News / USA

California Earthquake Swarm Rattle Nerves, Teaches Lesson

California Earthquake Swarm Rattles Nerves

x
California Earthquake Swarm Rattles Nervesi
|| 0:00:00
X
Mike O'Sullivan
August 30, 2012 2:23 AM
Residents of Brawley, California, are coping with rattled nerves as they assess the damage from hundreds of small and moderate earthquakes that have shaken the region since Sunday. They say it's a reminder to stay prepared, because they live in earthquake country. Mike O'Sullivan visited Brawley and filed this report.

California Earthquake Swarm Rattles Nerves

Mike O'Sullivan
LOS ANGELES — Residents of the California town of Brawley are coping with rattled nerves as they assess the damage from hundreds of small and moderate earthquakes that have shaken the region since Sunday. They say it is a reminder to stay prepared because they live in earthquake country.

Workers in Brawley repair quake damage, as scientists at the California Institute of Technology learn more about the network of fault-lines beneath the desert community.

Since Sunday more than 400 quakes - the highest a major shaker at magnitude 5.5 - have rocked the city of 25,000.

Furniture store owner Mary Lourdes Miller lost two front windows.  She went through a major quake here in the 1970s.

“And all of a sudden you have it hit and you are not sure if it is going to be another seven-pointer or it is going to be a three-pointer or a four-pointer.  So you are on touch and go for quite a while until they completely stop,” Miller said.

Stocks tumbled from the shelves at Raj Lunagaria's pharmacy.

There are cracks in the walls and the stock room is a shambles.

Construction worker Jay Robertson says it has been been scary.

“All day long, all night long.  You hear thunder.  You do not know if it is going to hit again or if it is below us, or what is going on.  It is a clear day, so it [is not] thunder from the sky.  It is thunder from the ground,” Robertson said.

The town has declared a state of emergency.  The quakes have died down and city officials are assessing the impact, says interim fire chief Chuck Peraza.

“We have had some major damage to a mobile home park here in the city of Brawley, where 20-plus units shifted off their foundation.  We've had some old businesses dating back to the 1940s, unreinforced masonry that sustained some damage,” Peraza said.

The students are back at school after summer vacation, with a one-day delay, says high school district superintendent Hasmik Danielian.

“One day late, and we made sure that the safety of the kids is not compromised under any circumstances,” Danielian said.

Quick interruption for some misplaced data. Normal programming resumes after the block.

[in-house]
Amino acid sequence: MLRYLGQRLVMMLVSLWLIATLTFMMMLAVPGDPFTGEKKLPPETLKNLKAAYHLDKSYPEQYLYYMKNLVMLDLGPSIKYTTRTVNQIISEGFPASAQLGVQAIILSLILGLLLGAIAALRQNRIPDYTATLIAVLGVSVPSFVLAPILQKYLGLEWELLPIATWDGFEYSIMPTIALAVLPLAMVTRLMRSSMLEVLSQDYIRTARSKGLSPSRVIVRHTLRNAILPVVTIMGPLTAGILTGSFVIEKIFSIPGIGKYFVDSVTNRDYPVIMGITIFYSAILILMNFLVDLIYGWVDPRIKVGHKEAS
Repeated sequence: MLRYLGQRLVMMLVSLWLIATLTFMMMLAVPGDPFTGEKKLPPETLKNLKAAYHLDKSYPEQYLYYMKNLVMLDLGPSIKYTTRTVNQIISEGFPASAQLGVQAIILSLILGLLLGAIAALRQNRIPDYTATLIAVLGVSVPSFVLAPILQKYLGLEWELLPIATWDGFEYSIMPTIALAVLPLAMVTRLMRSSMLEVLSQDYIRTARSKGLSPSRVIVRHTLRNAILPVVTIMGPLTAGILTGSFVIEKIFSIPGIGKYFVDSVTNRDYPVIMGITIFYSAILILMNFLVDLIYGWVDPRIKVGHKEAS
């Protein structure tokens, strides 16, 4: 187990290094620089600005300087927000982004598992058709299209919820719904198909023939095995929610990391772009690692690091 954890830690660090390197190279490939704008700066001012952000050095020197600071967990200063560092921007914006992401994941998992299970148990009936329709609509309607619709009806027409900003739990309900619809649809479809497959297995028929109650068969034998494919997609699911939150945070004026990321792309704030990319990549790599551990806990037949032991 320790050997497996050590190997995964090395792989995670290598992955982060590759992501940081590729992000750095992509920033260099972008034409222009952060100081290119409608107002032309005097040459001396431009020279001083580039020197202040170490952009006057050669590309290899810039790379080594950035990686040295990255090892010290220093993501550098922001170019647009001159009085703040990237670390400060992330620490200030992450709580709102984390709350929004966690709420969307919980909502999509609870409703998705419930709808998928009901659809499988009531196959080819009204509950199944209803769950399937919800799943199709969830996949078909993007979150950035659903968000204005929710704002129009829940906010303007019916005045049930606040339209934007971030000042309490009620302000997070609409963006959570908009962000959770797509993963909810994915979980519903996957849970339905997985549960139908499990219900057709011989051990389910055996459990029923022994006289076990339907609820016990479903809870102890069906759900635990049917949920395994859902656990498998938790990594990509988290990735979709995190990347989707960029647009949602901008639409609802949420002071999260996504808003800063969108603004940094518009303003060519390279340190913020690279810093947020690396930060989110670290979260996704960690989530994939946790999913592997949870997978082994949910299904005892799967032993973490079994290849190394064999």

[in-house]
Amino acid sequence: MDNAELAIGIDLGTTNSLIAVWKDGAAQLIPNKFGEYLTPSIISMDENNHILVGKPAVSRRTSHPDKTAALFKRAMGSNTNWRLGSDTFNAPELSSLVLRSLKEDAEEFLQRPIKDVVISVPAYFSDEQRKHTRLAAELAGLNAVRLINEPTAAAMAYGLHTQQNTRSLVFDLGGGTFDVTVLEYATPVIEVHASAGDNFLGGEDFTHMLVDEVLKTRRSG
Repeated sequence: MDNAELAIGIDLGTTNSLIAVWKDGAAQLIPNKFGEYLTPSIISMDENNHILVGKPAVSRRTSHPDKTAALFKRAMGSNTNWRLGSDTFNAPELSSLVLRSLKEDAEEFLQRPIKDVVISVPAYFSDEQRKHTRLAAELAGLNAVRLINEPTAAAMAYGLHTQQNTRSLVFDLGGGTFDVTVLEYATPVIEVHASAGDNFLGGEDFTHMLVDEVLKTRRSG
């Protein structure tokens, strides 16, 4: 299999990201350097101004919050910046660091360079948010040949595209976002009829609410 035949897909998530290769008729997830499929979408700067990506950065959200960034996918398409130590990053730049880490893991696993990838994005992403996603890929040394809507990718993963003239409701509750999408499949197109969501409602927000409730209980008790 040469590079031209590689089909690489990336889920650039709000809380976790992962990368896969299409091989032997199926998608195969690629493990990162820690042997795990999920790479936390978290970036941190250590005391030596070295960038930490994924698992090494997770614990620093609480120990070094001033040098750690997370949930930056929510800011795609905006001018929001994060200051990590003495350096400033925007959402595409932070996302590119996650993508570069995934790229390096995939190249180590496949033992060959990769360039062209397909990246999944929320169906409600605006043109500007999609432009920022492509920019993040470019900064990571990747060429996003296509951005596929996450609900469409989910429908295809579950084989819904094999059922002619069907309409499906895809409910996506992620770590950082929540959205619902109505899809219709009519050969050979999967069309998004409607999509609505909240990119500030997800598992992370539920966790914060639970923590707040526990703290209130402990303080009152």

The quakes have taught a lesson, says Katy Miller.

“Do not run outside.  Just calm down.  And it will pass, hopefully,” Miller said.

San Francisco was hit by a devastating quake a century ago, and the San Andreas fault, which caused it, runs through much of the state.

California Institute of Technology seismologist Kate Hutton says people need to be ready.

“Any earthquake is a reminder that we live in earthquake country and you had better prepare.  That involves having your (emergency) kit and your family plan, and having your water heater bolted in, all these safety precautions that people need to take,” Hutton said.

She says, we do not know when, but we know that some day, a big earthquake is coming.

You May Like

Photogallery US Nurse ‘Cured of Ebola,’ NIH Says

Nina Pham, Texas nurse who treated first Ebola patient in US, received no experimental drugs; WHO expects vaccine surge in 2015 More

Video Islamic State Militants Encroach on Baghdad

Iraqi capital not under ‘imminent threat,’ US military says, amid worries about foothold More

Video Hong Kong Protesters Focus on Holding Volatile Mong Kok

Activists say holding Mong Kok is key to their movement's success, despite confrontations with angry residents and police More

Featured Videos

Your JavaScript is turned off or you have an old version of Adobe's Flash Player. Get the latest Flash player.
After Decades of Pressure, Luxembourg Drops Bank Secrecy Rulesi
X
October 21, 2014 12:20 AM
European Union finance ministers have reached a breakthrough agreement that will make it more difficult for tax cheats to hide their money. The new legislation, which had been blocked for years by countries with a reputation as tax havens, was approved last week after Luxembourg and Austria agreed to lift their vetoes. But as Mil Arcega reports, it doesn’t mean tax cheats have run out of places to keep their money hidden.
Video

Video After Decades of Pressure, Luxembourg Drops Bank Secrecy Rules

European Union finance ministers have reached a breakthrough agreement that will make it more difficult for tax cheats to hide their money. The new legislation, which had been blocked for years by countries with a reputation as tax havens, was approved last week after Luxembourg and Austria agreed to lift their vetoes. But as Mil Arcega reports, it doesn’t mean tax cheats have run out of places to keep their money hidden.